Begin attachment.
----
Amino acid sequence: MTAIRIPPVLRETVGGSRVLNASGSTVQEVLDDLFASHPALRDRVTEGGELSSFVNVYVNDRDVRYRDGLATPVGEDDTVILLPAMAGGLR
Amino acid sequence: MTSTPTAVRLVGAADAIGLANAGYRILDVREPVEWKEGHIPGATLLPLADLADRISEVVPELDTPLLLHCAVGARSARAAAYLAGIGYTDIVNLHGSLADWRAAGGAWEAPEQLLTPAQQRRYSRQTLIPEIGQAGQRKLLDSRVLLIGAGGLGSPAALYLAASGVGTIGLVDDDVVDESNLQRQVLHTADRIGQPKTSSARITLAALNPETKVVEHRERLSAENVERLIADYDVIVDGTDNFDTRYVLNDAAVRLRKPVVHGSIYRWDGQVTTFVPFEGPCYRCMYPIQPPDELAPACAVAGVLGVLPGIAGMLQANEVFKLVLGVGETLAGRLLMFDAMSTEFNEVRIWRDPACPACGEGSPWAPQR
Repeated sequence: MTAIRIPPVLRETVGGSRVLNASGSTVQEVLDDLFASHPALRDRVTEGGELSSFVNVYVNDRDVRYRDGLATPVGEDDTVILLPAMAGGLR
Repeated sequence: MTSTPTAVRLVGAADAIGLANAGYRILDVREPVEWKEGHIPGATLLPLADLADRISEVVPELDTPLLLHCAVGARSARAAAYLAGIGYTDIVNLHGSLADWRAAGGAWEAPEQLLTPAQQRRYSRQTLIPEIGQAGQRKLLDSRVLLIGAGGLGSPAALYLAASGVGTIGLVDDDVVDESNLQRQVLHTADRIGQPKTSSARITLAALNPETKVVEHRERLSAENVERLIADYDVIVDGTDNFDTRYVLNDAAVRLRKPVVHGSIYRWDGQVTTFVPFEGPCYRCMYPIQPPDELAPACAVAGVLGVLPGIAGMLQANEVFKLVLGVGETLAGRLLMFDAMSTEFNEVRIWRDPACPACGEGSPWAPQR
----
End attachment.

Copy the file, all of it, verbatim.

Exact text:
Amino acid sequence: MTAIRIPPVLRETVGGSRVLNASGSTVQEVLDDLFASHPALRDRVTEGGELSSFVNVYVNDRDVRYRDGLATPVGEDDTVILLPAMAGGLR
Amino acid sequence: MTSTPTAVRLVGAADAIGLANAGYRILDVREPVEWKEGHIPGATLLPLADLADRISEVVPELDTPLLLHCAVGARSARAAAYLAGIGYTDIVNLHGSLADWRAAGGAWEAPEQLLTPAQQRRYSRQTLIPEIGQAGQRKLLDSRVLLIGAGGLGSPAALYLAASGVGTIGLVDDDVVDESNLQRQVLHTADRIGQPKTSSARITLAALNPETKVVEHRERLSAENVERLIADYDVIVDGTDNFDTRYVLNDAAVRLRKPVVHGSIYRWDGQVTTFVPFEGPCYRCMYPIQPPDELAPACAVAGVLGVLPGIAGMLQANEVFKLVLGVGETLAGRLLMFDAMSTEFNEVRIWRDPACPACGEGSPWAPQR
Repeated sequence: MTAIRIPPVLRETVGGSRVLNASGSTVQEVLDDLFASHPALRDRVTEGGELSSFVNVYVNDRDVRYRDGLATPVGEDDTVILLPAMAGGLR
Repeated sequence: MTSTPTAVRLVGAADAIGLANAGYRILDVREPVEWKEGHIPGATLLPLADLADRISEVVPELDTPLLLHCAVGARSARAAAYLAGIGYTDIVNLHGSLADWRAAGGAWEAPEQLLTPAQQRRYSRQTLIPEIGQAGQRKLLDSRVLLIGAGGLGSPAALYLAASGVGTIGLVDDDVVDESNLQRQVLHTADRIGQPKTSSARITLAALNPETKVVEHRERLSAENVERLIADYDVIVDGTDNFDTRYVLNDAAVRLRKPVVHGSIYRWDGQVTTFVPFEGPCYRCMYPIQPPDELAPACAVAGVLGVLPGIAGMLQANEVFKLVLGVGETLAGRLLMFDAMSTEFNEVRIWRDPACPACGEGSPWAPQR